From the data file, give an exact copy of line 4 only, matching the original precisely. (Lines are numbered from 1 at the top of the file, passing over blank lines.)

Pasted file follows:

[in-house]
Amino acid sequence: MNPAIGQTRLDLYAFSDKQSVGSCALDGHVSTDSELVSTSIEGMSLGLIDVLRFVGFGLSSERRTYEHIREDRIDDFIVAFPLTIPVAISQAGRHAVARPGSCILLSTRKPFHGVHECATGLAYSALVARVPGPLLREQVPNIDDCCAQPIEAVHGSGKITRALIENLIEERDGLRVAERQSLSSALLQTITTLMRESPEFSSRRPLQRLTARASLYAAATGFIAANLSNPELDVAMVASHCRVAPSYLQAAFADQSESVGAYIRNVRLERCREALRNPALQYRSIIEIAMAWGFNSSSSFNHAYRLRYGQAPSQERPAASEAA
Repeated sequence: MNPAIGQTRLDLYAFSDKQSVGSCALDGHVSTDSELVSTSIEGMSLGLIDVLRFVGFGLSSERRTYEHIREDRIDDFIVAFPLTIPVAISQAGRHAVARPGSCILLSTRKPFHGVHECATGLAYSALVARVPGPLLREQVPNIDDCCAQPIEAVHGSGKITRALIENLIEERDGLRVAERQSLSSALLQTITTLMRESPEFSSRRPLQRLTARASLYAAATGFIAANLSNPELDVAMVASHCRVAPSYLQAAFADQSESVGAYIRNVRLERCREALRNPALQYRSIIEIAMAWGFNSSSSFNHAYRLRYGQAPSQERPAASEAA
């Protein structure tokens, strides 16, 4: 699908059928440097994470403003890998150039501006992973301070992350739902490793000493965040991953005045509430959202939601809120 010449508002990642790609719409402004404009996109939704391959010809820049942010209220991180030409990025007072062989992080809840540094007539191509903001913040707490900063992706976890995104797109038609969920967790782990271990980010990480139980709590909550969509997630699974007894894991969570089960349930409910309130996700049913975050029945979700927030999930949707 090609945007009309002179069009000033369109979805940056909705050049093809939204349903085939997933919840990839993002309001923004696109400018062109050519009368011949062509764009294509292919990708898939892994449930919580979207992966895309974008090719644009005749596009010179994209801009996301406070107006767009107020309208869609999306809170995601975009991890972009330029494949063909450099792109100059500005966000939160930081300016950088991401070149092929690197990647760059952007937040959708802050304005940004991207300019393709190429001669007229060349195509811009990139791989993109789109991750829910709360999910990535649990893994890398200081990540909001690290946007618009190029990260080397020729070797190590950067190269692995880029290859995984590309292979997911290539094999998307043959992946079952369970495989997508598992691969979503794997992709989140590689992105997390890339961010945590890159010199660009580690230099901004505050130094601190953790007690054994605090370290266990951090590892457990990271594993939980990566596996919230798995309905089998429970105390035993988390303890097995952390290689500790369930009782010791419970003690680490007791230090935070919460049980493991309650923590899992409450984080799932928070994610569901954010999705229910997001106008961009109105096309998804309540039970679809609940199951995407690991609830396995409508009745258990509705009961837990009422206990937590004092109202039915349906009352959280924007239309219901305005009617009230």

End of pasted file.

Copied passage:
């Protein structure tokens, strides 16, 4: 699908059928440097994470403003890998150039501006992973301070992350739902490793000493965040991953005045509430959202939601809120 010449508002990642790609719409402004404009996109939704391959010809820049942010209220991180030409990025007072062989992080809840540094007539191509903001913040707490900063992706976890995104797109038609969920967790782990271990980010990480139980709590909550969509997630699974007894894991969570089960349930409910309130996700049913975050029945979700927030999930949707 090609945007009309002179069009000033369109979805940056909705050049093809939204349903085939997933919840990839993002309001923004696109400018062109050519009368011949062509764009294509292919990708898939892994449930919580979207992966895309974008090719644009005749596009010179994209801009996301406070107006767009107020309208869609999306809170995601975009991890972009330029494949063909450099792109100059500005966000939160930081300016950088991401070149092929690197990647760059952007937040959708802050304005940004991207300019393709190429001669007229060349195509811009990139791989993109789109991750829910709360999910990535649990893994890398200081990540909001690290946007618009190029990260080397020729070797190590950067190269692995880029290859995984590309292979997911290539094999998307043959992946079952369970495989997508598992691969979503794997992709989140590689992105997390890339961010945590890159010199660009580690230099901004505050130094601190953790007690054994605090370290266990951090590892457990990271594993939980990566596996919230798995309905089998429970105390035993988390303890097995952390290689500790369930009782010791419970003690680490007791230090935070919460049980493991309650923590899992409450984080799932928070994610569901954010999705229910997001106008961009109105096309998804309540039970679809609940199951995407690991609830396995409508009745258990509705009961837990009422206990937590004092109202039915349906009352959280924007239309219901305005009617009230």